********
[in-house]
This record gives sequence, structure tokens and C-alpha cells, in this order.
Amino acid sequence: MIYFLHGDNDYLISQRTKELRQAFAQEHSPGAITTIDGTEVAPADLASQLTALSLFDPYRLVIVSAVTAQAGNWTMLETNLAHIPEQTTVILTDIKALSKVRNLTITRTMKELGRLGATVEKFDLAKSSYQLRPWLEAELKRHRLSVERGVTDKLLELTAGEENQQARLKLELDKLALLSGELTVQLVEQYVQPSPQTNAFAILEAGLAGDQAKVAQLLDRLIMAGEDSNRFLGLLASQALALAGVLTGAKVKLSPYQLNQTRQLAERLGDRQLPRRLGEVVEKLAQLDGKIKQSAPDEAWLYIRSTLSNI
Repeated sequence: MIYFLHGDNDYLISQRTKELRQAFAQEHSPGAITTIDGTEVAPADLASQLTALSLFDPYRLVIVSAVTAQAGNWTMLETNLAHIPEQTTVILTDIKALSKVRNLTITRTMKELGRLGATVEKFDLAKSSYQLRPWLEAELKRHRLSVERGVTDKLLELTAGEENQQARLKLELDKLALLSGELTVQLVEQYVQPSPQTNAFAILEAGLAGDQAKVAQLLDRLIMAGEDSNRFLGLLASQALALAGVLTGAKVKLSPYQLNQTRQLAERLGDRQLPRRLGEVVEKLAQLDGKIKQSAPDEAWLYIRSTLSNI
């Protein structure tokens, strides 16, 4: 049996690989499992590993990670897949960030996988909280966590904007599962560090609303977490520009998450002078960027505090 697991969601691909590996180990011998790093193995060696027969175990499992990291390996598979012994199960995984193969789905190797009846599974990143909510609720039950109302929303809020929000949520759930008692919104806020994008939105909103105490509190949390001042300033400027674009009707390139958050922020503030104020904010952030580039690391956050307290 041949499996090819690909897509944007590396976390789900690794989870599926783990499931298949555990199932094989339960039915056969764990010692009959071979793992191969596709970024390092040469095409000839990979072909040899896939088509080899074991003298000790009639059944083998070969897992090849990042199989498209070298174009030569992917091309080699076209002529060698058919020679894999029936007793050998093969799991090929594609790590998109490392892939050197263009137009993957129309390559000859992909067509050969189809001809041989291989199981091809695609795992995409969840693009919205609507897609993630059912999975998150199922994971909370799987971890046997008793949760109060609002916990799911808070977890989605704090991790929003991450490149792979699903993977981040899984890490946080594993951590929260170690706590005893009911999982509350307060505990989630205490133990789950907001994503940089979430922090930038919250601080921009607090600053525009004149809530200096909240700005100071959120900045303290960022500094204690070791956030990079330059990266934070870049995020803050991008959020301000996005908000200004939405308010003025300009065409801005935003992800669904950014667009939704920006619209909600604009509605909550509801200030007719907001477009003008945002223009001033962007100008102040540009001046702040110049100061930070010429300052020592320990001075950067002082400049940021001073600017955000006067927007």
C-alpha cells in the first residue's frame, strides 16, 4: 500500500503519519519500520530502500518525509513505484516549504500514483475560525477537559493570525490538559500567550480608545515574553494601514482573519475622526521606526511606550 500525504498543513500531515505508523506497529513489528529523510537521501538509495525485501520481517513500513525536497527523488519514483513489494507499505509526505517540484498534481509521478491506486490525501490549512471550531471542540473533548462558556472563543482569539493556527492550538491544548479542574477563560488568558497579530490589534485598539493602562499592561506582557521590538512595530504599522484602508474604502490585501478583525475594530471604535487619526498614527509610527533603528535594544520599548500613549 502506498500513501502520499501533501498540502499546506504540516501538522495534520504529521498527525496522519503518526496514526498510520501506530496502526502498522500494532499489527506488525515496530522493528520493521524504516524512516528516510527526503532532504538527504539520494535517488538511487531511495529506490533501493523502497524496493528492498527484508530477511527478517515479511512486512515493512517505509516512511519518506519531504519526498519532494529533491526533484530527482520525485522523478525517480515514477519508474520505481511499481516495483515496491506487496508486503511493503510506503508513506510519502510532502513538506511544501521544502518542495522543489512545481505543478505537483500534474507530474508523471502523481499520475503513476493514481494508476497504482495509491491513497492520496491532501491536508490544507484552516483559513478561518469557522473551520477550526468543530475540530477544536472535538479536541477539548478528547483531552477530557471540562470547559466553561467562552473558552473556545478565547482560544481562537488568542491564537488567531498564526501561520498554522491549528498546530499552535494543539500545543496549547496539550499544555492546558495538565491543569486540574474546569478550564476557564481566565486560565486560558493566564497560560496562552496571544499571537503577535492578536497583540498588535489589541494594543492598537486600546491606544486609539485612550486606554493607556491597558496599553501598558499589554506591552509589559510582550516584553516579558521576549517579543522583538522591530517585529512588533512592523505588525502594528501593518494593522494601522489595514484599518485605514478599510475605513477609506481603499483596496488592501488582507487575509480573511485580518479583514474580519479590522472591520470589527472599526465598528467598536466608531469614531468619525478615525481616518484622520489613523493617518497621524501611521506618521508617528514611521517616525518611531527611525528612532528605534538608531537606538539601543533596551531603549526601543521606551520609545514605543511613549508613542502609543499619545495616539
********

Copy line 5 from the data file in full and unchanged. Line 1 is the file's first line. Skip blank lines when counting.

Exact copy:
């Protein structure tokens, strides 16, 4: 049996690989499992590993990670897949960030996988909280966590904007599962560090609303977490520009998450002078960027505090 697991969601691909590996180990011998790093193995060696027969175990499992990291390996598979012994199960995984193969789905190797009846599974990143909510609720039950109302929303809020929000949520759930008692919104806020994008939105909103105490509190949390001042300033400027674009009707390139958050922020503030104020904010952030580039690391956050307290 041949499996090819690909897509944007590396976390789900690794989870599926783990499931298949555990199932094989339960039915056969764990010692009959071979793992191969596709970024390092040469095409000839990979072909040899896939088509080899074991003298000790009639059944083998070969897992090849990042199989498209070298174009030569992917091309080699076209002529060698058919020679894999029936007793050998093969799991090929594609790590998109490392892939050197263009137009993957129309390559000859992909067509050969189809001809041989291989199981091809695609795992995409969840693009919205609507897609993630059912999975998150199922994971909370799987971890046997008793949760109060609002916990799911808070977890989605704090991790929003991450490149792979699903993977981040899984890490946080594993951590929260170690706590005893009911999982509350307060505990989630205490133990789950907001994503940089979430922090930038919250601080921009607090600053525009004149809530200096909240700005100071959120900045303290960022500094204690070791956030990079330059990266934070870049995020803050991008959020301000996005908000200004939405308010003025300009065409801005935003992800669904950014667009939704920006619209909600604009509605909550509801200030007719907001477009003008945002223009001033962007100008102040540009001046702040110049100061930070010429300052020592320990001075950067002082400049940021001073600017955000006067927007």